True confession time…I’m embarrassed to admit it, especially since all of my daddy’s family are native Louisiannians, but I’ve never been to a Mardi Gras celebration in all my 46 years. Not even so much as one strand of beads collected, although my husband says I’m a good candidate to earn hundreds…God love him! No Twelfth Night Ball. No Fat Tuesday party. No Rex, no Bacchus, no Venus and no Zulu. Most importantly for a chef, no King’s Cake.
Not familiar with King’s Cake? Me either. I mean, I’d seen images of the glorious confection. Layers upon layers of pastry, stuffed with cream cheese, raisins and nuts, then braided into a big round cinnamon roll type concoction, baked to golden brown perfection and then topped with icing or sugar of purple, gold and green. This over-the-top dessert seemed right up my alley. I decided to do more investigation since Fat Tuesday is next Tuesday, Feb. 21.
First of all, I wanted to know more about Mardi Gras and the tradition of the King’s Cake. Where did this tradition come from? Surely it’s not just a big ‘ol party for party’s sake. I knew Mardi Gras began in France and had some religious significance, but I wasn’t really clear on the details.
It turns out Mardi Gras actually means “fat Tuesday.” Here’s where it gets a little complicated with a blend of some Pagan and Christian rituals. Fat Tuesday is a day 46 days before Easter and one day before Ash Wednesday, the last day prior to Lent…a 40-day season of prayer and fasting observed by the Roman Catholic Church and many other Christian denominations, which ends on Easter Sunday. The origin of “Fat Tuesday” is believed to have come from the ancient Pagan custom of parading a fat ox through the town streets. Such Pagan holidays were filled with excessive eating, drinking and general bawdiness prior to a period of fasting. In medieval times, the parade or carnivale was a time for average citizens to party along with the untouchable nobility and even royalty. Kings and queens would throw coins to their subjects from the parade route.
But it doesn’t end there.
Even more confusing, the tradition of the King’s Cake actually has to do with what’s called the Epiphany. This is traditionally Jan. 6 and is supposed to be representative of the visit of the Magi and presentation of gifts to the baby Jesus. In France, the cake is called “galette des rois,” which means “wafer of the kings.” A bean, which is called a favé or small porcelain baby is baked inside. The person who finds it becomes the king or queen for the day and must then name a queen or king partner.
Why the purple, green and gold?
These colors were actually chosen by the Grand Duke Alexis of Russia, who played the first King Rex in the very first American Mardi Gras parade in 1872. The purple was to symbolize justice, green for faith and gold for power.
So, I know it’s kinda geeky of me, but now that I learned more of the details of Mardi Gras and background of the King’s Cake, I figured it was time to experiment with making one. I started with recipes for the kind you see in the grocery store, but the results were disappointing. Really not much better than the cellophane wrapped, who-knows-how-long-it’s-been-there, convenience store version of a cinnamon roll.
Then I came across a couple of recipes for authentic galette des rois. One really caught my attention from a French Chef. It seemed like it would be a more refined version, with its puff pastry base and frangipane filling. It was delightfully light and delicate without being overly sweet. In France, you can find them in bakeries starting shortly after Christmas and up through Easter and they come decorated with an ornate gold paper crown perched on top for the finder of the small prize baked inside to wear during their reign as king (or queen). What fun! I’ve always wanted to be queen of everything.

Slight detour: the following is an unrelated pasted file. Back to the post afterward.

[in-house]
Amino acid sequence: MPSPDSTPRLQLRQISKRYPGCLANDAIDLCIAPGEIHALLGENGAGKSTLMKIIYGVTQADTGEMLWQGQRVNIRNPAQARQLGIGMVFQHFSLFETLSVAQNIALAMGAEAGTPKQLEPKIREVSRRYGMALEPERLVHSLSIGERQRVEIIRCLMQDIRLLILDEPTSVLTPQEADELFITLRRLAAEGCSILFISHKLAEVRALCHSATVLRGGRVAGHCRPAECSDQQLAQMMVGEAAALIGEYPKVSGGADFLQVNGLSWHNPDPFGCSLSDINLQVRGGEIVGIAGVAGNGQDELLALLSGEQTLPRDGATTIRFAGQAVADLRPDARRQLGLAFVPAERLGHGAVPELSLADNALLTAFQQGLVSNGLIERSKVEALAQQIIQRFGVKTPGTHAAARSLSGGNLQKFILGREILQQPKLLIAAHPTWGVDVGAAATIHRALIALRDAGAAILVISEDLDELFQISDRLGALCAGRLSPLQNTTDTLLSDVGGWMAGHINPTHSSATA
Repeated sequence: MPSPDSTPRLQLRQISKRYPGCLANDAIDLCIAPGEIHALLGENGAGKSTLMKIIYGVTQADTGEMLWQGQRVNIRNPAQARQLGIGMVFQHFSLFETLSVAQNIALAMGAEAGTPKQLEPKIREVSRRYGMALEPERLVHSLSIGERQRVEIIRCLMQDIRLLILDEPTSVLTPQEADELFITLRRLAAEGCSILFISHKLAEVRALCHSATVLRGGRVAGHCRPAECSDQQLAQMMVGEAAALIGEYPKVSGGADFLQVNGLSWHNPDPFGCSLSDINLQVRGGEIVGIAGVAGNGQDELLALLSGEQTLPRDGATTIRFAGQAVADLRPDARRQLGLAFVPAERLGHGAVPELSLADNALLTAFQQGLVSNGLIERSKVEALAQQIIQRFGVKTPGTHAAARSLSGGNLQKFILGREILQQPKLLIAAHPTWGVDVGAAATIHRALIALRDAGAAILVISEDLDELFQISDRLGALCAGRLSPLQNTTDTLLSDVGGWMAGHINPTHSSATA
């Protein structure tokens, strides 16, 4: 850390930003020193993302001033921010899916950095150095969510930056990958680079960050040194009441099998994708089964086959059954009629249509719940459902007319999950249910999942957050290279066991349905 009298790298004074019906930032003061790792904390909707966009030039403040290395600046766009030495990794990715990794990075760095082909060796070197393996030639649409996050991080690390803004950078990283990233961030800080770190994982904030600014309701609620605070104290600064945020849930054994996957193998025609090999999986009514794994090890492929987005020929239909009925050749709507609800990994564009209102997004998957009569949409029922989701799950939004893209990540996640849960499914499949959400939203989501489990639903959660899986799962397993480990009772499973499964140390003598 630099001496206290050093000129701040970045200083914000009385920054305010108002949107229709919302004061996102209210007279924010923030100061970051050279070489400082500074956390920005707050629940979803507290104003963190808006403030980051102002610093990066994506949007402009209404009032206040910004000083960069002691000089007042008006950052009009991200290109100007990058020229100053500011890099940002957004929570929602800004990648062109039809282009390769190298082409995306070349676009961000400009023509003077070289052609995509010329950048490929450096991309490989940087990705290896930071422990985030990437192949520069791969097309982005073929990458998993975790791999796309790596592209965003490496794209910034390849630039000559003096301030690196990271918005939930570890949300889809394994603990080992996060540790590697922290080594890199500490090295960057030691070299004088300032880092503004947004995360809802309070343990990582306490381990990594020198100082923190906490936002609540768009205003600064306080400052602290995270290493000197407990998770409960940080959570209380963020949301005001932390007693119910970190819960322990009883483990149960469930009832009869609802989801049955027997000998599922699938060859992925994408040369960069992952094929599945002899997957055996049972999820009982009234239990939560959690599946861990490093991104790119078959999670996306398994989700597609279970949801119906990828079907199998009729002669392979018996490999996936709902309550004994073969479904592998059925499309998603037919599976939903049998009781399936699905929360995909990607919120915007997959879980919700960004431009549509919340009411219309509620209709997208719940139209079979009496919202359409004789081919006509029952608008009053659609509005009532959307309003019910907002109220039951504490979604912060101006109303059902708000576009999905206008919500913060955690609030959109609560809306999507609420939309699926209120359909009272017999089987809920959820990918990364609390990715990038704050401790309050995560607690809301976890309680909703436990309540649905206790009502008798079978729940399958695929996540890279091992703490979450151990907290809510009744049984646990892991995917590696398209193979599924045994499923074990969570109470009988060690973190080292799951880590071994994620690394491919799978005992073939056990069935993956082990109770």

I hope you will try a new Mardi Gras tradition for yourself next Tuesday, even if it’s only to wear your favorite purple dress or green blouse. As always, I look forward to hearing your comments and maybe even seeing a picture of your King’s Cake. And as they say in New Orleans, “Laissez les bons temps rouler,” which means “Let the good times roll.”
Galette des Rois
2/3 cup sugar
1/2 cup butter, softened
1 cup ground almonds
2 eggs + 1 egg for painting
1 tablespoon rum (optional)
1 pound boxed frozen puff pastry
1 large dry bean or fève figurine
To make the frangipane, blend the butter with the sugar until well combined. Blend in the almonds thoroughly. Beat in the 2 eggs one at a time and then the rum if you are using it.
In a small bowl, beat the remaining egg.
Roll out half of the puff pastry into a round about 12 inches in diameter. Place it on a wax paper lined baking sheet. Using a pastry brush, paint the outer 1 1/2 inch circumference of the pastry with beaten egg.
Spread the frangipane in a round in the center of the pastry so that it just meets the painted on egg. Press the bean into the frangipane somewhere close to the outer edge.
Place the other puff pastry (rolled out into an equally sized round) on top of the first. Use the tines of a fork to press the edges closed. Brush the top of the galette with the beaten egg.
Use a paring knife to etch a pretty pattern into the top of the galette. Traditionally this is in a cross-hatch pattern, or concentric half circles, but you can make up your own pattern if you are feeling creative. Don’t cut through the pastry, just etch.
Cut a small hole in the center of the pastry to allow steam to escape. Place the galette in the refrigerator to cool for at least 30 minutes before baking. You can make it a day in advance as well – just be sure to keep it refrigerated.
Preheat the oven to 400°F. Place the refrigerated galette in the center of the oven and bake for 30 to 35 minutes or until the top is dark golden brown. Serve warm.
Makes 8 servings.